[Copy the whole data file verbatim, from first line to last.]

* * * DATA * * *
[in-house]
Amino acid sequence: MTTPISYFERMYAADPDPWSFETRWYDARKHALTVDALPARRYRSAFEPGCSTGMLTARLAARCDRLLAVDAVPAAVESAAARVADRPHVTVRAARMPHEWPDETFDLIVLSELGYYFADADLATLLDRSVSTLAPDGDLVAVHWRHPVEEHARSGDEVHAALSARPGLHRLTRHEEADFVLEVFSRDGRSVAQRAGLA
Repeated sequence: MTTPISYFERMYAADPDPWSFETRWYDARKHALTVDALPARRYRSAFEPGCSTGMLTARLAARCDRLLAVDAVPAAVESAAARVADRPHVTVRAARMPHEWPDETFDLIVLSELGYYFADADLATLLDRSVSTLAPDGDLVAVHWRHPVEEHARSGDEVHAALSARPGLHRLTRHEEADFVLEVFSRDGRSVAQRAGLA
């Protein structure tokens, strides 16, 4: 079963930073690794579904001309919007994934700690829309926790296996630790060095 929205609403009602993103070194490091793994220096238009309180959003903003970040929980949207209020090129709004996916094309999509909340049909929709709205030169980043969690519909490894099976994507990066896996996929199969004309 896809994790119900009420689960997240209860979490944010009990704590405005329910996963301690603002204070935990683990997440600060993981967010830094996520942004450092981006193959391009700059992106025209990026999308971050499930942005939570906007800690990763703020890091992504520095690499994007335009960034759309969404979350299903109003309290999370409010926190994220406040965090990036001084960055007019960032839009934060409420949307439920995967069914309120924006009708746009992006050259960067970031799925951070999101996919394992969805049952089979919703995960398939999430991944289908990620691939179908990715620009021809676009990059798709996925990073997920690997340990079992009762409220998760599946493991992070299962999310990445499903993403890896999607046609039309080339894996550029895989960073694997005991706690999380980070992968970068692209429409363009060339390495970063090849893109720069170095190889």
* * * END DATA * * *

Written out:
[in-house]
Amino acid sequence: MTTPISYFERMYAADPDPWSFETRWYDARKHALTVDALPARRYRSAFEPGCSTGMLTARLAARCDRLLAVDAVPAAVESAAARVADRPHVTVRAARMPHEWPDETFDLIVLSELGYYFADADLATLLDRSVSTLAPDGDLVAVHWRHPVEEHARSGDEVHAALSARPGLHRLTRHEEADFVLEVFSRDGRSVAQRAGLA
Repeated sequence: MTTPISYFERMYAADPDPWSFETRWYDARKHALTVDALPARRYRSAFEPGCSTGMLTARLAARCDRLLAVDAVPAAVESAAARVADRPHVTVRAARMPHEWPDETFDLIVLSELGYYFADADLATLLDRSVSTLAPDGDLVAVHWRHPVEEHARSGDEVHAALSARPGLHRLTRHEEADFVLEVFSRDGRSVAQRAGLA
């Protein structure tokens, strides 16, 4: 079963930073690794579904001309919007994934700690829309926790296996630790060095 929205609403009602993103070194490091793994220096238009309180959003903003970040929980949207209020090129709004996916094309999509909340049909929709709205030169980043969690519909490894099976994507990066896996996929199969004309 896809994790119900009420689960997240209860979490944010009990704590405005329910996963301690603002204070935990683990997440600060993981967010830094996520942004450092981006193959391009700059992106025209990026999308971050499930942005939570906007800690990763703020890091992504520095690499994007335009960034759309969404979350299903109003309290999370409010926190994220406040965090990036001084960055007019960032839009934060409420949307439920995967069914309120924006009708746009992006050259960067970031799925951070999101996919394992969805049952089979919703995960398939999430991944289908990620691939179908990715620009021809676009990059798709996925990073997920690997340990079992009762409220998760599946493991992070299962999310990445499903993403890896999607046609039309080339894996550029895989960073694997005991706690999380980070992968970068692209429409363009060339390495970063090849893109720069170095190889």